For the reasons named above, you don’t need to overthink this. A forward is a forward, and unless your league uses faceoffs as a scoring category, you can approach the forward group the same way, regardless of roster requirements.

There is enough multiple-position eligibility among the top players in the league that you can target stats and skill, turning your attention to the position requirements for only your last few picks. Don’t think too much about the position a player has unless he doesn’t fit into your lineup. Target overall production, and pivot to thinking about positions when your roster starts to fill up.

What I will say is that centers are less fluid on the depth chart than wingers. It’s easy — mostly because there are twice as many of them on a line or team — to move wingers around on the depth chart for spark. But not many teams have a No. 3 center worth elevating in position.

With that in mind, it might be better to scoop up your centers a little earlier in the draft than your wingers because centers are less likely to emerge midseason. We can say with confidence that right now, barring injury, we know the No. 1 and No. 2 centers who will keep that role for 23 of the 31 NHL teams this season. It’s likely that the other eight teams will have things locked down fairly early in the season.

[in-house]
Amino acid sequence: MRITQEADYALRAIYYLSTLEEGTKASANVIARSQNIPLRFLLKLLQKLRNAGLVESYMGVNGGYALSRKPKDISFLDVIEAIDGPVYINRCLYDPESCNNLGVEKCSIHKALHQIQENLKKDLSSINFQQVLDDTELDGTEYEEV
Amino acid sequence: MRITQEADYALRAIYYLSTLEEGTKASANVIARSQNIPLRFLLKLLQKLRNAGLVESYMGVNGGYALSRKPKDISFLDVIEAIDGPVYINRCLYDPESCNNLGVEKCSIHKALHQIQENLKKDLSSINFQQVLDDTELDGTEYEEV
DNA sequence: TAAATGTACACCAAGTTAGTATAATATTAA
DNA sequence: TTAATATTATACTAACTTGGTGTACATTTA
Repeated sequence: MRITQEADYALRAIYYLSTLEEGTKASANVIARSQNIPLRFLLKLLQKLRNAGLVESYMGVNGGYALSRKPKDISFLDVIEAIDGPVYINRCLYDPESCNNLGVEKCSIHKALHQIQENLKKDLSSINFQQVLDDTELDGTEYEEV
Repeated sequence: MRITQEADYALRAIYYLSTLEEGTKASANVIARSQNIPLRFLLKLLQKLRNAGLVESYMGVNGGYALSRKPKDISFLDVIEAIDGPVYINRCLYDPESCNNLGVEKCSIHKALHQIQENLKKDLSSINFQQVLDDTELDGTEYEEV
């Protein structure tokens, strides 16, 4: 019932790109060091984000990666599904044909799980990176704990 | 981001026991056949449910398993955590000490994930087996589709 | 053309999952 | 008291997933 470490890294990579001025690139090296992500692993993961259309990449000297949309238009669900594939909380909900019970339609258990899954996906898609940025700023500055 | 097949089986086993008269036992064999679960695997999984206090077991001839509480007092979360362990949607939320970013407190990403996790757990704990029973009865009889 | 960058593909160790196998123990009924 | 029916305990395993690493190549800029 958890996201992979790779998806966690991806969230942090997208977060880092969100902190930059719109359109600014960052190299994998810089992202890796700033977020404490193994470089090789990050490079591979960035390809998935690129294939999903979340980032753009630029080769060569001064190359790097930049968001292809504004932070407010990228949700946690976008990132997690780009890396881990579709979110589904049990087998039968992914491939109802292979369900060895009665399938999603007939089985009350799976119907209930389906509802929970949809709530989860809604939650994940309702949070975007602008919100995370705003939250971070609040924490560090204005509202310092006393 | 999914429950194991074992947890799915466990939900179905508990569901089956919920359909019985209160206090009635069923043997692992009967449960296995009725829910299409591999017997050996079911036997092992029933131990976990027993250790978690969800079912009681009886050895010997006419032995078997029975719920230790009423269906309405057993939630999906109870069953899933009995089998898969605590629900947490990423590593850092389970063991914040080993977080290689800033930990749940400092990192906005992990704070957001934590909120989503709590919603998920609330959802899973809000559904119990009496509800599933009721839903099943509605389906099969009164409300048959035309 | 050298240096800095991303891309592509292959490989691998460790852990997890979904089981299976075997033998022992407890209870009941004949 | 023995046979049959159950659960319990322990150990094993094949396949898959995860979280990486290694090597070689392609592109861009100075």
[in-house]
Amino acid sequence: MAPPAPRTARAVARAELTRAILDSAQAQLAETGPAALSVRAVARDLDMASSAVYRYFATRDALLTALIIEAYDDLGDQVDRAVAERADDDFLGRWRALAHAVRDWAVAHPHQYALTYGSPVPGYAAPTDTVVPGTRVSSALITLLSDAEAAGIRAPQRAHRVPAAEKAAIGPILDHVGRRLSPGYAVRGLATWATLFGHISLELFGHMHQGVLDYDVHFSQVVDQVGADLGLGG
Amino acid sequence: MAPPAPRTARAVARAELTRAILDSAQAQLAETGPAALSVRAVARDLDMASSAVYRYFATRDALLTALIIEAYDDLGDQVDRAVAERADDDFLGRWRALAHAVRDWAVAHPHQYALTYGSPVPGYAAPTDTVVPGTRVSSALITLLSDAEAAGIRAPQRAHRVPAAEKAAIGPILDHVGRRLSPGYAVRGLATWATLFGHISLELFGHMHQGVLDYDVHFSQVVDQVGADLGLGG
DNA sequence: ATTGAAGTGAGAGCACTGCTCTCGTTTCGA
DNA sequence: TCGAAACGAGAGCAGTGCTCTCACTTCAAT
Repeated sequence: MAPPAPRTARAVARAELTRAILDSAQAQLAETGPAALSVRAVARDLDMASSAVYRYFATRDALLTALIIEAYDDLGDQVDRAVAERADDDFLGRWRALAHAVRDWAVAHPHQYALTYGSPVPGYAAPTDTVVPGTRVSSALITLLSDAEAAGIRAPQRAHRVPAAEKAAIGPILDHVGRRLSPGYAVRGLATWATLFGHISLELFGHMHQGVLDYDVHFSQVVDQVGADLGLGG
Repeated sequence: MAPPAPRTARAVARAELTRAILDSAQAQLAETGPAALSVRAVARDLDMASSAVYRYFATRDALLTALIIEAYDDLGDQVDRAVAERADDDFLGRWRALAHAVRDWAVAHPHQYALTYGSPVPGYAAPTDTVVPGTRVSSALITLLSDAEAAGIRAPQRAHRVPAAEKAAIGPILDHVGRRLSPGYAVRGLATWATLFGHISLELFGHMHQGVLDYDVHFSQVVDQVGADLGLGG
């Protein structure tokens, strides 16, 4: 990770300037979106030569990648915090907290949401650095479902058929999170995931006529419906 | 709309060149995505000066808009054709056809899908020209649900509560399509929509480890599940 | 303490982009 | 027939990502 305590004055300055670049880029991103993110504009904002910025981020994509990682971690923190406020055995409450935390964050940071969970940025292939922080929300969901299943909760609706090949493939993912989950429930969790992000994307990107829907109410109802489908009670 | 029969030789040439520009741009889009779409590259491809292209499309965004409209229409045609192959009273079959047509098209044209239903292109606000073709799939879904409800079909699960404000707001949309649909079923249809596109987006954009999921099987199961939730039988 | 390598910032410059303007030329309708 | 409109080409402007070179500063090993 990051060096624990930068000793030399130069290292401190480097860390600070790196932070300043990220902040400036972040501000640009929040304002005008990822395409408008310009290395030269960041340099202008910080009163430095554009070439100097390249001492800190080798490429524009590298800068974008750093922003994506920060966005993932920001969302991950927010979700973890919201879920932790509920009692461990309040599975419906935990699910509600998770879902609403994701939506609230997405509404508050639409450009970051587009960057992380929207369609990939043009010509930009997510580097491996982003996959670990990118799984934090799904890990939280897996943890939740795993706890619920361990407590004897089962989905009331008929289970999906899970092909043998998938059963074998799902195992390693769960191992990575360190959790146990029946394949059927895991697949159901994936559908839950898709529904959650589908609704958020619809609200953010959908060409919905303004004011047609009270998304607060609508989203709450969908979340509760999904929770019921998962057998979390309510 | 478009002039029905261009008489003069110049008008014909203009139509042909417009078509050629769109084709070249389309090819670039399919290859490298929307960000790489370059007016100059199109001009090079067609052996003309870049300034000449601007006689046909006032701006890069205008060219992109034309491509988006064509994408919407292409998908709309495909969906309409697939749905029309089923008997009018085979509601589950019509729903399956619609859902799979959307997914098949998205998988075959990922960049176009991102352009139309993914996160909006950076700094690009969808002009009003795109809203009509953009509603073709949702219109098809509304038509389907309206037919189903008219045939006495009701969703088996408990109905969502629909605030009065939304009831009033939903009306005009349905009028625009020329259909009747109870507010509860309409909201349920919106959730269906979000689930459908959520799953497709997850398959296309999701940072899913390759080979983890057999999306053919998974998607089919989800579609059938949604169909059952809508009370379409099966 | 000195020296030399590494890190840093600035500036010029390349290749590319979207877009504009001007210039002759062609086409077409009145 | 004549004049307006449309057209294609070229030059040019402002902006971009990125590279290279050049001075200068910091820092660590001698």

For that consistency alone in leagues that separate the positions, I think a slight focus on locking down some good centers early is a wise move. But I don’t think it’s a deal-breaker. It’s something to keep in mind, especially if you know your leaguemates don’t trade a lot. Most of the quality centers will be on someone’s roster coming out of the draft.


Top-tier guys I like

Jack Eichel, C, Buffalo Sabres (No. 8 ESPN ranking):